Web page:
Blog: Forever 21 also offering string of 'Navajo' products
Posted: Friday, November 4, 2011
"Last month, Urban Outfitters drew popular ire — and threats of legal action from the Navajo Nation — for advertising such products as the "Navajo Flask" and the "Navajo Hipster Panty." The tribe owns a variety of trademarks on the term "Navajo," including one covering clothing — meaning that legally speaking, calling a non-Navajo-made product "Navajo" is as dodgy as calling a non-Chanel-made product "Chanel."
Presumably to avoid that potential liability, Urban Outfitters recently changed the names of all 21 of the products it had been calling "Navajo," including the panties, the flask, the "Navajo Feather Earrings" and the "Navajo Nations Crew Pullover." Those products are still available, they're just called the "Printed Flask" and the "Printed Hipster Panties." The problem, in the eyes of intellectual property law, wasn't the arguable appropriation of Native American patterns or designs, it was the unauthorized use of a registered trademark.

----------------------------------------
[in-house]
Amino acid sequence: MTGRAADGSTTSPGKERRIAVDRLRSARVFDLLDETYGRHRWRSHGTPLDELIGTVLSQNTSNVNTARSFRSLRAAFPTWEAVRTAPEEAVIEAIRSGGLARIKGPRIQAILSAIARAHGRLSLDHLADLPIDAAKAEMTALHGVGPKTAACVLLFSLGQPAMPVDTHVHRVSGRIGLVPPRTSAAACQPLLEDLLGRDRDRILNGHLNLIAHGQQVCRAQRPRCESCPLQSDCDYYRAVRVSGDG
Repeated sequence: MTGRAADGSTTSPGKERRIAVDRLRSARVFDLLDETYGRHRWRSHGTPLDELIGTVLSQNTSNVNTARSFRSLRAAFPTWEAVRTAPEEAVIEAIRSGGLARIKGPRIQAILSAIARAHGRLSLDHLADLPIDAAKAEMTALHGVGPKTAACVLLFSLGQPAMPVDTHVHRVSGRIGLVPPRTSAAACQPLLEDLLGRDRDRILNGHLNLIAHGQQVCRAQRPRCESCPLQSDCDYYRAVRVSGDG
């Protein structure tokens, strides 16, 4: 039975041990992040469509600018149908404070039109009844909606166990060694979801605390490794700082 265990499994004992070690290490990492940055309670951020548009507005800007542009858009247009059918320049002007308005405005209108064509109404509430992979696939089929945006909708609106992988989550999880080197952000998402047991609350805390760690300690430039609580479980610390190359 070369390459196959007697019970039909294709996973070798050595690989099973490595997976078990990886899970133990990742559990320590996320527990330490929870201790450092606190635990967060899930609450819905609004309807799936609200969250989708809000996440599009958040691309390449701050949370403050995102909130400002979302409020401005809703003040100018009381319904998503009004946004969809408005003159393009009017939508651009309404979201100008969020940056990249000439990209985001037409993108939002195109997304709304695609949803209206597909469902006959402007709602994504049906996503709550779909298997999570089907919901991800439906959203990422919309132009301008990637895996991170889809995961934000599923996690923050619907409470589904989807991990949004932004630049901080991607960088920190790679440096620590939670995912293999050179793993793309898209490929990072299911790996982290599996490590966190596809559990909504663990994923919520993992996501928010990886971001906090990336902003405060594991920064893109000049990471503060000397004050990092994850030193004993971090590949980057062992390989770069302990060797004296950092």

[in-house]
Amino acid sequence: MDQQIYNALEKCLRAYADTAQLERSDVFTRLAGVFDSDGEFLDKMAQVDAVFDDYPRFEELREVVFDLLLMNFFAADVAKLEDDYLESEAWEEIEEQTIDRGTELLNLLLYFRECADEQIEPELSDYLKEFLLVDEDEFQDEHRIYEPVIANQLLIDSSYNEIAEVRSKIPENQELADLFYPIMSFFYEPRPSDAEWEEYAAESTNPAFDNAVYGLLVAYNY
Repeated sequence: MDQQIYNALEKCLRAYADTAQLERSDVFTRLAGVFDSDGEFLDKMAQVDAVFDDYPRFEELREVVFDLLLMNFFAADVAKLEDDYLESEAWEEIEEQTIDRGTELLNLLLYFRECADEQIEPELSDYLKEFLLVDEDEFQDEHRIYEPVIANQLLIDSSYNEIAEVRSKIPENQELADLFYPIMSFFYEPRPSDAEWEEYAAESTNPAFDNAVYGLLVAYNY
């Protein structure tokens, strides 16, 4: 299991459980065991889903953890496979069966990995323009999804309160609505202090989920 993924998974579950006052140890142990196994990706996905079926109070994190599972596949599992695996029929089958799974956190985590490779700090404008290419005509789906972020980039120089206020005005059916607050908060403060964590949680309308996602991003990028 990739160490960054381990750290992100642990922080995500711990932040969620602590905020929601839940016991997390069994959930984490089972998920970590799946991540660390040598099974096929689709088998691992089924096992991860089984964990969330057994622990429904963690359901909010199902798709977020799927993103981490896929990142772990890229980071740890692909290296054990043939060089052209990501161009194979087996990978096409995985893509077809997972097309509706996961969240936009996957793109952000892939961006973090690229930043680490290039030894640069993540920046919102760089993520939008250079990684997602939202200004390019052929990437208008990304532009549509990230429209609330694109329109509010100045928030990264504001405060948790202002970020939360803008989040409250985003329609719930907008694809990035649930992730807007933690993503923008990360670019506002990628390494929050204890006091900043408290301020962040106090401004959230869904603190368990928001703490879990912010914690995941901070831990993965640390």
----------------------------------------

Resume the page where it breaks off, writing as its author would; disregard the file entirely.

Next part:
But fellow mass-market retailer Forever 21 doesn't seem to share Urban Outfitters' concern. While a search for "Navajo" on its website turns up no results, a little digging reveals at least a half-dozen items that have the Navajo trademark in the title. That includes the "Navajo & Lace Hipster" — that's right, not one but two international chains sold "Navajo" underwear for fall — the "Navajo Tunic" and the "Navajo Handbag" in the U.S. online store."
Get the Story:
Forever 21 Didn’t Get The Navajo Memo
Blog: Forever 21 sells necklace with 'Native
(11/1) Editorial: Navajo goods should be made by Navajo
(10/24) Colorlines: Corporations pimping other cultures
(10/21) Navajo Nation hails
action by Urban Outfitters on products
(10/20) ICT: Urban Outfitters erases 'Navajo' name from
(10/19) Sasha Houston Brown:
Corporations rip off tribal property
(10/18) Navajo Nation sent trademark letter to Urban
Outfitters in June
Urban Outfitters is obsessed with 'Navajo' fashions
(10/11) Living: Asking Navajos about the neo-Navajo trend
Join the Conversation